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Uber is very happy with the way things worked out at today’s D.C. Council meeting.
Much to the honking chagrin of the local cab fleet, the D.C. Council passed legislation today that would regulate ride-share services like uberX and Lyft, allowing them to operate with indisputable legality in the city. Emergency legislation allowing these services to operate has been expired for months, so these companies have been operating in what has been referred to as a “legal limbo.”
Introduced by Ward 3 Councilmember Mary Cheh, the legislation, which strengthens insurance and driver background check requirements, passed this afternoon in a 12-1 council vote.
“You spoke, D.C. listened,” Uber wrote in a celebratory email to its customers this afternoon. “Nearly two years ago the D.C. Council secured a place for Uber in the District. Today, we are thrilled to announce that the Council has passed a comprehensive ridesharing framework, providing a permanent home for uberX in the District.
Before the council voted on the bill, D.C. cabs flooded the streets in front of the Wilson Building in protest. (This isn’t the first time they’ve had such traffic-inducing protest.) Cab drivers argue that the legislation does not do enough to level the playing field between the heavily regulated cabs and their competitors. Ward 1 Councilmember Jim Graham attempted to get an amendment passed that would set a floor price for these ride-share companies, restricting how little they could charge. This ultimately failed, and Graham cast the bill’s lone dissenting vote. Under this new legislation, cabs that are hailed through an electronic service can set different rates than the standard metered rates.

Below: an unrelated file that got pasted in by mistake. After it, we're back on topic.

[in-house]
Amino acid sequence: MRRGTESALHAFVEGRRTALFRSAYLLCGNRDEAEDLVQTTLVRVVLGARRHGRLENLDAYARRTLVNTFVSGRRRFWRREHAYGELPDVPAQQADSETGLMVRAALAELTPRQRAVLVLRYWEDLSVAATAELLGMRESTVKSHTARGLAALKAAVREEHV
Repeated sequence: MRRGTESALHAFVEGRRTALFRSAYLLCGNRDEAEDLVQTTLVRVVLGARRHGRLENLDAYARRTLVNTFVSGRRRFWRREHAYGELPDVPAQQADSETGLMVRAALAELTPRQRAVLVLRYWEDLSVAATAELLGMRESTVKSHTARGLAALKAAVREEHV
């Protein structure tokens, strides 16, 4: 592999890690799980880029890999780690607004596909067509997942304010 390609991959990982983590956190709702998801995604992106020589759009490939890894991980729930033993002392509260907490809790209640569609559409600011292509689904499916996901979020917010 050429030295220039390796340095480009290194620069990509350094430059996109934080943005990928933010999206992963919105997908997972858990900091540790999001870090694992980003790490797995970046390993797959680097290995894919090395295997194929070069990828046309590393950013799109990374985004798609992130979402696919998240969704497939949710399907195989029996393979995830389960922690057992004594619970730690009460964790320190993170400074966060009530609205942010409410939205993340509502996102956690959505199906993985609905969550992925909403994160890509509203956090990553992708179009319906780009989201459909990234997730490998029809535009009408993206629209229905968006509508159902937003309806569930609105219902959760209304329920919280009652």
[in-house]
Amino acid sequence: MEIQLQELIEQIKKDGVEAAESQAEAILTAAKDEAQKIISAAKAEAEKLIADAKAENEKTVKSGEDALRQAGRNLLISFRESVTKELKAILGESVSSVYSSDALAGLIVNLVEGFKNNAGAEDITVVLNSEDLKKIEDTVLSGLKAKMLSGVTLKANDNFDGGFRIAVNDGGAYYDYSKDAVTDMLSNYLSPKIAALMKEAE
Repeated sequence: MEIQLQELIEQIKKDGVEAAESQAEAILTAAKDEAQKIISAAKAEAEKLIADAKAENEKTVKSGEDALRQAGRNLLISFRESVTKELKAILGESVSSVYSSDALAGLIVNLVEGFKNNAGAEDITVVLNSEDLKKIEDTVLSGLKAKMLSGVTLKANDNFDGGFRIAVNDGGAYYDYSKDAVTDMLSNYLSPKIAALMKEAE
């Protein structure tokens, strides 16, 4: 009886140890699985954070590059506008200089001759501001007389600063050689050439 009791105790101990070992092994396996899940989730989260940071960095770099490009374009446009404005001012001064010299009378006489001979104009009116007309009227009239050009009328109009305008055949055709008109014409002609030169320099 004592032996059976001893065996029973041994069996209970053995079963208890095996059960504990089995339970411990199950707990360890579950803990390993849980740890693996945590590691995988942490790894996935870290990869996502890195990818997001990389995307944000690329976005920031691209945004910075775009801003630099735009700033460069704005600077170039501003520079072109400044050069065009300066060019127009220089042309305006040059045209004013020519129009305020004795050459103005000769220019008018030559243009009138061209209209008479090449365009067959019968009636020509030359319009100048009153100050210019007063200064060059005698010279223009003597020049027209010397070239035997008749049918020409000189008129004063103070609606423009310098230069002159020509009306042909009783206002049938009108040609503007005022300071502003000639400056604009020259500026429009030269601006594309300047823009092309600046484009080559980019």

These ride-sharing services cannot pick up street hails. Hack inspectors are permitted to check a driver’s phone if they suspect they picked up someone from a street hail and not electronically.
Under the bill, these companies must conduct background checks on all drivers dating back seven years. They are also required to have primary automobile liability insurance of at least $1 million when a passenger is inside a vehicle, and vehicles must display some sort of emblem or decal to identify that it is a rideshare vehicle, like, say, Lyft’s pink mustache.
Photo by Perry Stein